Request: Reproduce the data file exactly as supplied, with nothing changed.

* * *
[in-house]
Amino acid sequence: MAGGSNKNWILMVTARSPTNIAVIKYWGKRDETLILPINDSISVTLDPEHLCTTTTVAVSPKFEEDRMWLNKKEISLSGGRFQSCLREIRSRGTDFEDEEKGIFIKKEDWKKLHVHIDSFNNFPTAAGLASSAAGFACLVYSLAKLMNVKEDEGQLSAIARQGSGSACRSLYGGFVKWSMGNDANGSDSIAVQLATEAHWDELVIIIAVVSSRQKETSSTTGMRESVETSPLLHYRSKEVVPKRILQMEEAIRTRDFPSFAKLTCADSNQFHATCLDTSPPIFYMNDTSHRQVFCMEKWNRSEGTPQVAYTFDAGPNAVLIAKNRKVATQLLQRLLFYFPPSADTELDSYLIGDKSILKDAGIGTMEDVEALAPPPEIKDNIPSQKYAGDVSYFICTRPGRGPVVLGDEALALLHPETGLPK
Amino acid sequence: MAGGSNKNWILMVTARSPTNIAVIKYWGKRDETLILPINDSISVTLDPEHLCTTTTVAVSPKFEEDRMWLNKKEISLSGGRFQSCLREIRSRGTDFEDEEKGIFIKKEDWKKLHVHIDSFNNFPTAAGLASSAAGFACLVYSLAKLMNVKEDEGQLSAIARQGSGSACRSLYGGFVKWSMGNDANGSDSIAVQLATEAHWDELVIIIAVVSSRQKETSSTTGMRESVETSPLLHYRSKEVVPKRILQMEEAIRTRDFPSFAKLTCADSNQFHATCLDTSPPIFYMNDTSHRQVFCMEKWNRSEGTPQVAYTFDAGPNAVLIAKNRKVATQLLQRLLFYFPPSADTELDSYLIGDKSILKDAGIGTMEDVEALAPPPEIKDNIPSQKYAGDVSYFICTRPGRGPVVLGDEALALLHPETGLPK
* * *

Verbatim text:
[in-house]
Amino acid sequence: MAGGSNKNWILMVTARSPTNIAVIKYWGKRDETLILPINDSISVTLDPEHLCTTTTVAVSPKFEEDRMWLNKKEISLSGGRFQSCLREIRSRGTDFEDEEKGIFIKKEDWKKLHVHIDSFNNFPTAAGLASSAAGFACLVYSLAKLMNVKEDEGQLSAIARQGSGSACRSLYGGFVKWSMGNDANGSDSIAVQLATEAHWDELVIIIAVVSSRQKETSSTTGMRESVETSPLLHYRSKEVVPKRILQMEEAIRTRDFPSFAKLTCADSNQFHATCLDTSPPIFYMNDTSHRQVFCMEKWNRSEGTPQVAYTFDAGPNAVLIAKNRKVATQLLQRLLFYFPPSADTELDSYLIGDKSILKDAGIGTMEDVEALAPPPEIKDNIPSQKYAGDVSYFICTRPGRGPVVLGDEALALLHPETGLPK
Amino acid sequence: MAGGSNKNWILMVTARSPTNIAVIKYWGKRDETLILPINDSISVTLDPEHLCTTTTVAVSPKFEEDRMWLNKKEISLSGGRFQSCLREIRSRGTDFEDEEKGIFIKKEDWKKLHVHIDSFNNFPTAAGLASSAAGFACLVYSLAKLMNVKEDEGQLSAIARQGSGSACRSLYGGFVKWSMGNDANGSDSIAVQLATEAHWDELVIIIAVVSSRQKETSSTTGMRESVETSPLLHYRSKEVVPKRILQMEEAIRTRDFPSFAKLTCADSNQFHATCLDTSPPIFYMNDTSHRQVFCMEKWNRSEGTPQVAYTFDAGPNAVLIAKNRKVATQLLQRLLFYFPPSADTELDSYLIGDKSILKDAGIGTMEDVEALAPPPEIKDNIPSQKYAGDVSYFICTRPGRGPVVLGDEALALLHPETGLPK